Hip Hip Hooray!

“HIP HIP HOORAY! THERE IS JOY IN EVERY DAY!

Louise Hay

I absolutely love the above affirmation from Louise Hay. There IS joy when we are pain free and able to move with ease and freedom. That is why I consider the pelvis and its structure the “brain of the body”  (Pain Free by Pete Egoscue). Patrick Mummy, the founder of Symmetry, also believes this to be true and goes on to say “The pelvis should not be thought of as merely a conduit for chemical messages. It is also a conduit for mechanical messages emanating upward from the ground with each step and downwards with each step from the force of gravity. Therefore it must be equipped to meet and disperse large amounts of force.”

Hip and pelvic girdle imbalances are the first areas I measure in working with my clients.  This magical anchor needs to work optimally with as much stability as possible. The corrective exercises I give to bring the pelvis back to symmetrical well-being is my primary goal. Below is one of my favorite exercises for increased hip flexibility. I added little dimension to it by starting with a mobility movement pattern to warm the hips.

 

Let’s go over the structure of the pelvis.. The bony pelvis consists of the two hip bones (also known as the pelvic girdle), sacrum and coccyx.

The pelvic girdle consists of paired hipbones connected at the front by the pubis symphysis.   As stated above the pelvis actually consists of four bones: the right and left hip bones, the sacrum and the coccyx. I have so much respect for this magnificent structure. Each adult hip (coxal) bone is formed by 3 separate bones that fuse together during the late teenage years. They are the ilium, ischium and pubis. Without it and its powerful abilities we would not be upright beings. Without the pelvic girdle as a fulcrum, the spine would be horizontal. It gives the spine leverage as the upper body lifts and extends upward. Take a close look at the amazing design in the pictures showing the structure and deep musculature of the pelvis. It is so magical how all the many muscles work synergistically together.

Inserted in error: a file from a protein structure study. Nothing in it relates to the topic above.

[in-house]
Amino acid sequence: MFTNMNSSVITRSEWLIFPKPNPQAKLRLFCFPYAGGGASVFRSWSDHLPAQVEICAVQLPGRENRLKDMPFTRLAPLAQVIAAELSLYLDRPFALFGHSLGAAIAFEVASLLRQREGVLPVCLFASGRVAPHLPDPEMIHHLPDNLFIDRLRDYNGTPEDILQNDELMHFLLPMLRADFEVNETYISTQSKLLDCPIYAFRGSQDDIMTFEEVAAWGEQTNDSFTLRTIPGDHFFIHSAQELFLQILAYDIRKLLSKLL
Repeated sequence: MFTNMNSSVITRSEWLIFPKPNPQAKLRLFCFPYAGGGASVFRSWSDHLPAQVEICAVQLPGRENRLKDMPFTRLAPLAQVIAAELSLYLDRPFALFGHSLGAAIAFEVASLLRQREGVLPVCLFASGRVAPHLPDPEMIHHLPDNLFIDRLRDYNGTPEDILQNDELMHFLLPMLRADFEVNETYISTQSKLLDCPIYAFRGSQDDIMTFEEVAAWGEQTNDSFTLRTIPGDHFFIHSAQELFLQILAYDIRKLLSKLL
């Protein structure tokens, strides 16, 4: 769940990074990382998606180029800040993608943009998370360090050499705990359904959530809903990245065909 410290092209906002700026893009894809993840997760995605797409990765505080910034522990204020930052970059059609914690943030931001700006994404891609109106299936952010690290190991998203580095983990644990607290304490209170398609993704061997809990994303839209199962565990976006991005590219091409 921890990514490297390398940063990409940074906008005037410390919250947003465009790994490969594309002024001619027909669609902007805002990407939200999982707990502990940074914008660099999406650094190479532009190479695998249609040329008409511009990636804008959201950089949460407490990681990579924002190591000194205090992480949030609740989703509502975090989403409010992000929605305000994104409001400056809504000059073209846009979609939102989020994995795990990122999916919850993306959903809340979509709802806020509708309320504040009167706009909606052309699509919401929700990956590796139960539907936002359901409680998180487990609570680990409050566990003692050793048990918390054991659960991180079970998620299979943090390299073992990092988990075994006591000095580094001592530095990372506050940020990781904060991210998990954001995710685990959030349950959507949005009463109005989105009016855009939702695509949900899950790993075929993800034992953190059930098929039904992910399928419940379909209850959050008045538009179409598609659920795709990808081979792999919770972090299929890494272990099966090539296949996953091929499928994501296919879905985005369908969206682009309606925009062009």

As you can see the deep musculature of the pelvic girdle is very complex. It is the bowl-shaped anchor for the connection of our upper and lower bodies.

The legs and the pelvis are considered the “locomotor” of the body with the pelvis as the base of locomotor power. The upper body is the “passenger.” However, the pelvis is still considered part of the passenger unit along with the thorax, arms and head. Between 60% &  70% of our body weight is in the upper body. Now the good news is that when we are upright the pelvis does not lock and can hold that weight allowing for balance and freedom of movement. Thanks to this incredibly powerful structure the torso can turn almost 180 degrees.

The only muscle that completely connects the upper body to the lower is the psoas (major). All the other muscles from the upper body connect into the pelvis. Then the legs connect from below.

The three areas of each hip bone that I mentioned above converge centrally to form a deep, cup-shaped cavity call the acetabulum. This is located on the lateral side of the hip bone and is part of the hip joint. So when talking about hip replacement we are not talking about replacing the entire hip bone. We are talking about replacing a worn out or damaged hip joint. A prosthetic implant is placed between head of the the femur and the acetabulum. The goal of hip replacement surgery is to replace the parts of the hip joint that have been damaged and to relieve hip pain that can’t be controlled by other treatments.

Hip and back pain has become an epidemic. Misalignment can occur from too much sitting, accidents, repetitive stress and dominant sports activities. The left and right sides of the girdle move independently but have incredibly strong ligaments keeping it as stable as possible. When one side is stuck more forward that the other and/or when hip elevation occurs on one side versus the other compensations occur and that can lead to pain.

 

In my free guide with four easy movements to reduce pain, the focus is on the pelvic and shoulder girdles. The easy- to-do movements can begin a journey for you to begin feeling better even if you are not in pain. Optimal postural alignment is critical to your health. Click here for a free mini-consult to find our more about Symmetry’s postural alignment program. I am here for you.